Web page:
Adoptees

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Mom says, "Go the distance in adoption"

Source: 
Focus on Adoption magazine

Cathy Gilbert, mom of fifteeen kids, four by birth, eleven by adoption, compares adopting a challenging child with running an Ice Marathon—the preparation and the race may test your limits but, like completing a marathon, the rewards come later.

My son, grandson, and daughter-in-law were here for dinner today. This is the son who was adopted at 12 and whose profile description most people would run a mile from.

Making a lifebook

Source: 
Focus on Adoption magazine

A lifebook isn’t a baby book, a scrapbook, or a photo album. A lifebook is a detailed account of a child’s life that helps that child make sense of the past and prepare for a successful future. If you haven’t started one for your child, here are some tips to help you get started.

Making a lifebook may seem a daunting task, but it can be fun, and you’ll never regret it.

Finally on the way to forever

Source: 
Focus on Adoption magazine

Maya and John Benson adopted a sibling group almost three years ago. Despite careful preparation, and being experienced foster parents, the couple were soon devastated by the behaviours of their traumatized children—especially their oldest son. Being a forever family quickly seemed an impossible fantasy.

Some parents who have adopted older kids or sibling groups will understand what I'm going to say next; others will think I'm an awful parent.

Help your child: Focus on strengths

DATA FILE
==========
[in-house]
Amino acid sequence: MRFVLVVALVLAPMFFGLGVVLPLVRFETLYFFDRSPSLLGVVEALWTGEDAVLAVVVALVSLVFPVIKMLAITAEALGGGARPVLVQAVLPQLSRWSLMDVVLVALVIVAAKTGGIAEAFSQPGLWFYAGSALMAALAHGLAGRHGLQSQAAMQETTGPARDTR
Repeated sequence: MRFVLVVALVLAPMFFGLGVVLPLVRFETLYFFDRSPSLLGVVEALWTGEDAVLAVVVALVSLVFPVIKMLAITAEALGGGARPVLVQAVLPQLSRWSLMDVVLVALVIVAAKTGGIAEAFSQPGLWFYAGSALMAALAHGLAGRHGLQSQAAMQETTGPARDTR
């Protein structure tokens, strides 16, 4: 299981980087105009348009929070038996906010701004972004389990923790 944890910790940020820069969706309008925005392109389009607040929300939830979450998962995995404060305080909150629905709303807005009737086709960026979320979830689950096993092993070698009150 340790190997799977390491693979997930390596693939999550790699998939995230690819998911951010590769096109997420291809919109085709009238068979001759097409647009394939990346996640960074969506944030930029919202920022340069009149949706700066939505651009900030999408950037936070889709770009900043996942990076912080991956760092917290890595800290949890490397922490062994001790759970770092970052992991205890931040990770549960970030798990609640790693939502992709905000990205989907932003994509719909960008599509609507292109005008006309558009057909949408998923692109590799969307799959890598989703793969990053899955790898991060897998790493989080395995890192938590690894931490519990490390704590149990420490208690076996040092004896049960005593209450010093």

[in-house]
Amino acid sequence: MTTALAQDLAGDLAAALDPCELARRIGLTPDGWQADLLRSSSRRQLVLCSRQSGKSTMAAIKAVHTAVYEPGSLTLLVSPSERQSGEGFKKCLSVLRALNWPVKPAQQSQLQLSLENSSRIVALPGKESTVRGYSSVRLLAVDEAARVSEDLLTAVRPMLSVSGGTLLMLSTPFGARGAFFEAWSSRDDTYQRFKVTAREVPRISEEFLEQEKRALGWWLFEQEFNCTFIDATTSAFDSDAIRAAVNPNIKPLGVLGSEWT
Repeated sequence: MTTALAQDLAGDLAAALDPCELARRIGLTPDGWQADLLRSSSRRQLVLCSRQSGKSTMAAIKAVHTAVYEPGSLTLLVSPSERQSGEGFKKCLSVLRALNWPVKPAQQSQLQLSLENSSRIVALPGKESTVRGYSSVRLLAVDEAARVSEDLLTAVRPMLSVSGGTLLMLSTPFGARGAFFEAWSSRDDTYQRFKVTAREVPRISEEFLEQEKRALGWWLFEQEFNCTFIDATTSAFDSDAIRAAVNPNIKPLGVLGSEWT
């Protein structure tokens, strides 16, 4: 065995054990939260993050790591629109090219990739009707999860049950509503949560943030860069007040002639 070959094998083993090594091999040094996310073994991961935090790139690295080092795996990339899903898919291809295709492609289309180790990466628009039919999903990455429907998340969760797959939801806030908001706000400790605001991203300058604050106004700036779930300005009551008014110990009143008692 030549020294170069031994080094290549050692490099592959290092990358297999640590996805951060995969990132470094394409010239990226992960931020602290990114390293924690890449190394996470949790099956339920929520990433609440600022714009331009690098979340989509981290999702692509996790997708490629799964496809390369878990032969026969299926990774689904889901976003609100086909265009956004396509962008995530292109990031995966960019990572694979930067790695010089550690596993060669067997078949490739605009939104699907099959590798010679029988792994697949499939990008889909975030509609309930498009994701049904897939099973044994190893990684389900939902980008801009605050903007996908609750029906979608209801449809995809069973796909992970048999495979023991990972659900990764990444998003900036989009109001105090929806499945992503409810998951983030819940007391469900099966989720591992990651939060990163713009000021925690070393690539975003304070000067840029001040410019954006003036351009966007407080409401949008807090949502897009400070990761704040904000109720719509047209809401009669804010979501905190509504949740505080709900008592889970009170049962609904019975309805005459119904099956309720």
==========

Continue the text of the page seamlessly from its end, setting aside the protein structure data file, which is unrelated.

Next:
Source: 
Focus on Adoption magazine

Tara Webber, Registered Clinical Counsellor and adoptive mom, provides her tips on building a struggling child’s self-esteem.

If you ask children what they do well, there is usually a long pause as they search for an answer. Ask them what they don’t do well, and they have an instant list. When I was working as a counsellor in an inner city elementary school, I focused on helping many children build self-esteem. One particular grade five girl, Zoe, who was in foster care, is a good example of how difficult it is for some children to feel good about themselves.

Solutions in strengths

Source: 
Focus on Adoption magazine

Taking a child's strengths as the starting point to solving their problems, and involving family and community, can work wonders.

Chris Mundy sees his job as a combination of detective and anthropologist. After our interview, it’s easy to see why.

Reclaiming youth at risk

Source: 
Focus on Adoption magazine

A Lakota Sioux and Anglican minister, Dr Martin Brokenleg has developed an acclaimed program for “reclaiming kids and youth.” The Circle of Courage is a philosophy that promotes four nurturing experiences necessary for children—belonging, mastery, independence, and generosity.

Early European anthropologists described Native American children as radiantly happy, highly respectful, and courageous.

Adoptee finds a nest of her own

Source: 
Focus on Adoption magazine

When, at the age of 16, April O’Neil’s social worker told her she’d like to adopt her, April’s world was turned upside down. Here, April movingly describes her immediate emotions moments after she was told.

It was clear to me that I was standing in one spot—so it must have been the room that was spinning. I was in the principal’s office standing face to face with a woman who, with very few words, wanted to shake up my whole world. 

Your adoption dilemmas addressed

Source: 
Focus on Adoption magazine

Here are two responses to a difficult dilemma that one family is facing.

"We are the proud parents of two children, a girl and a boy, both under the age of 5. The children’s biological parents are parenting two other children. Though we would like it, the birth parents are emphatic that they don’t want an open adoption. Despite this, we leave photos and letters with our agency. Our adoption agency has told us that the birth parents have not told their children about their adopted siblings.

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